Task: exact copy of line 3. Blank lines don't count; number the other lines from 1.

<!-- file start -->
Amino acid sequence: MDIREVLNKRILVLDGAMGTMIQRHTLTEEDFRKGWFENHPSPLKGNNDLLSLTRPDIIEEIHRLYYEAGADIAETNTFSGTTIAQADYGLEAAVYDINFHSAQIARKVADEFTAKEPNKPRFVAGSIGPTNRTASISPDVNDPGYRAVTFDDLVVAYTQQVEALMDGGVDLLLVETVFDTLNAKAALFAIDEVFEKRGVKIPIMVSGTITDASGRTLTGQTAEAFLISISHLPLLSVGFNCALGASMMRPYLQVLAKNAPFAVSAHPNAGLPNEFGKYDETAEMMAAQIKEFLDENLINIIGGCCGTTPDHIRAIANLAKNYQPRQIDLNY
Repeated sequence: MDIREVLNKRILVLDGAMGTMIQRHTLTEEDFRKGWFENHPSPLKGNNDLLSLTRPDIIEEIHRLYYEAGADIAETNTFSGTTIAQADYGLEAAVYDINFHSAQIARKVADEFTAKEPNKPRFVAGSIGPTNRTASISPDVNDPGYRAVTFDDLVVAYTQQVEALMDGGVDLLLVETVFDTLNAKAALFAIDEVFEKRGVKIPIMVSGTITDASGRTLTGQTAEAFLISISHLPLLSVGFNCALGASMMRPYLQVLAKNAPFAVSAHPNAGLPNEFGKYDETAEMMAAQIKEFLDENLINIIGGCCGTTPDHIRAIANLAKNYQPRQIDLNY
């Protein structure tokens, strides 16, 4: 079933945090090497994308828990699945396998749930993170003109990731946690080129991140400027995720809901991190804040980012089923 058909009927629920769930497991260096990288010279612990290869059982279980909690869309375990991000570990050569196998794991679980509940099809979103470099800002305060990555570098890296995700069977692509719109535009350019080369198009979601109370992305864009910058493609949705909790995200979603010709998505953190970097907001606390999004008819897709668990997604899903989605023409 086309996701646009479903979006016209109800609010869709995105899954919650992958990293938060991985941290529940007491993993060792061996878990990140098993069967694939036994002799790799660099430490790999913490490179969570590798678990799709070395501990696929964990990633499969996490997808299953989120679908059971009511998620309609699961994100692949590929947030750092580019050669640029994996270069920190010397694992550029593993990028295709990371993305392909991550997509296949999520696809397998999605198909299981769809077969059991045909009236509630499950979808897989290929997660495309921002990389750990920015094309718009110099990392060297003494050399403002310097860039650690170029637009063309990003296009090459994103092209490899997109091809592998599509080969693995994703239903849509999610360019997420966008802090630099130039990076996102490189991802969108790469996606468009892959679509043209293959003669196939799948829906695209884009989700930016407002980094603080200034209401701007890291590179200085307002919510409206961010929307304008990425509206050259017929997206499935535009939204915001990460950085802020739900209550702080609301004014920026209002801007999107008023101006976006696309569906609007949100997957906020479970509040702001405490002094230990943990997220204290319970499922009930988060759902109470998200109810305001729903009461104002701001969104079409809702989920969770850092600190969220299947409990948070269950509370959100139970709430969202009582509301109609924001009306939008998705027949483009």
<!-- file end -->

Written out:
């Protein structure tokens, strides 16, 4: 079933945090090497994308828990699945396998749930993170003109990731946690080129991140400027995720809901991190804040980012089923 058909009927629920769930497991260096990288010279612990290869059982279980909690869309375990991000570990050569196998794991679980509940099809979103470099800002305060990555570098890296995700069977692509719109535009350019080369198009979601109370992305864009910058493609949705909790995200979603010709998505953190970097907001606390999004008819897709668990997604899903989605023409 086309996701646009479903979006016209109800609010869709995105899954919650992958990293938060991985941290529940007491993993060792061996878990990140098993069967694939036994002799790799660099430490790999913490490179969570590798678990799709070395501990696929964990990633499969996490997808299953989120679908059971009511998620309609699961994100692949590929947030750092580019050669640029994996270069920190010397694992550029593993990028295709990371993305392909991550997509296949999520696809397998999605198909299981769809077969059991045909009236509630499950979808897989290929997660495309921002990389750990920015094309718009110099990392060297003494050399403002310097860039650690170029637009063309990003296009090459994103092209490899997109091809592998599509080969693995994703239903849509999610360019997420966008802090630099130039990076996102490189991802969108790469996606468009892959679509043209293959003669196939799948829906695209884009989700930016407002980094603080200034209401701007890291590179200085307002919510409206961010929307304008990425509206050259017929997206499935535009939204915001990460950085802020739900209550702080609301004014920026209002801007999107008023101006976006696309569906609007949100997957906020479970509040702001405490002094230990943990997220204290319970499922009930988060759902109470998200109810305001729903009461104002701001969104079409809702989920969770850092600190969220299947409990948070269950509370959100139970709430969202009582509301109609924001009306939008998705027949483009």